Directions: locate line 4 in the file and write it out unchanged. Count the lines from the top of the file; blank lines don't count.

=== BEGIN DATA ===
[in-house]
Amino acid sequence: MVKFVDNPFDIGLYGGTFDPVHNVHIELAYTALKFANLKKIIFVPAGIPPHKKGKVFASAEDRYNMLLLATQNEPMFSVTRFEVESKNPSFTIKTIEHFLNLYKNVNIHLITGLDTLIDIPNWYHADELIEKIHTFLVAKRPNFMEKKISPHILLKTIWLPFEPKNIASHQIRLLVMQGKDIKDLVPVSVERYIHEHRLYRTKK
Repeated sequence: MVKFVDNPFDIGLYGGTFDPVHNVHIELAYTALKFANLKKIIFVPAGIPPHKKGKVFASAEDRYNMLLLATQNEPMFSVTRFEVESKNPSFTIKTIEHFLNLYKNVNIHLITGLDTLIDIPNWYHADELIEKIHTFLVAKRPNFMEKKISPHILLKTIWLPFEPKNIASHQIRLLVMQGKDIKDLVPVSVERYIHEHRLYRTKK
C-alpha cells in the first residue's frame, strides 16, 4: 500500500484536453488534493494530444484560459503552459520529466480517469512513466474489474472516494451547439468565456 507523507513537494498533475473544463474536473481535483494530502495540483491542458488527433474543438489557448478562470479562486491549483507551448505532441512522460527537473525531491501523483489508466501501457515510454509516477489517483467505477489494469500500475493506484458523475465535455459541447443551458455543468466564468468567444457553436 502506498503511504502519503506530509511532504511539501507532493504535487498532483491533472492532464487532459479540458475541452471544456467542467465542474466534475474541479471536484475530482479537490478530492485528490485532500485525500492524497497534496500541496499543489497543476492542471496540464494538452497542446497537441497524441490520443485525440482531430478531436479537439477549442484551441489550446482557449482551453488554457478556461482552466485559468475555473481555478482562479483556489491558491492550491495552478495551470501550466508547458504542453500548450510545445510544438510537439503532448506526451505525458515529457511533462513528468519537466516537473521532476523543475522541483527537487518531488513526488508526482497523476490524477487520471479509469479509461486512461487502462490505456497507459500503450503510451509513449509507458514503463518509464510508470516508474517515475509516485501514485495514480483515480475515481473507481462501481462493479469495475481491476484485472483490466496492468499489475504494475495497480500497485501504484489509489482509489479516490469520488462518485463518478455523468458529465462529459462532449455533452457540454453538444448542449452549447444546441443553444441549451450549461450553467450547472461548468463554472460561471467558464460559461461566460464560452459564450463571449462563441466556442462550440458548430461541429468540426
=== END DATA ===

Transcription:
C-alpha cells in the first residue's frame, strides 16, 4: 500500500484536453488534493494530444484560459503552459520529466480517469512513466474489474472516494451547439468565456 507523507513537494498533475473544463474536473481535483494530502495540483491542458488527433474543438489557448478562470479562486491549483507551448505532441512522460527537473525531491501523483489508466501501457515510454509516477489517483467505477489494469500500475493506484458523475465535455459541447443551458455543468466564468468567444457553436 502506498503511504502519503506530509511532504511539501507532493504535487498532483491533472492532464487532459479540458475541452471544456467542467465542474466534475474541479471536484475530482479537490478530492485528490485532500485525500492524497497534496500541496499543489497543476492542471496540464494538452497542446497537441497524441490520443485525440482531430478531436479537439477549442484551441489550446482557449482551453488554457478556461482552466485559468475555473481555478482562479483556489491558491492550491495552478495551470501550466508547458504542453500548450510545445510544438510537439503532448506526451505525458515529457511533462513528468519537466516537473521532476523543475522541483527537487518531488513526488508526482497523476490524477487520471479509469479509461486512461487502462490505456497507459500503450503510451509513449509507458514503463518509464510508470516508474517515475509516485501514485495514480483515480475515481473507481462501481462493479469495475481491476484485472483490466496492468499489475504494475495497480500497485501504484489509489482509489479516490469520488462518485463518478455523468458529465462529459462532449455533452457540454453538444448542449452549447444546441443553444441549451450549461450553467450547472461548468463554472460561471467558464460559461461566460464560452459564450463571449462563441466556442462550440458548430461541429468540426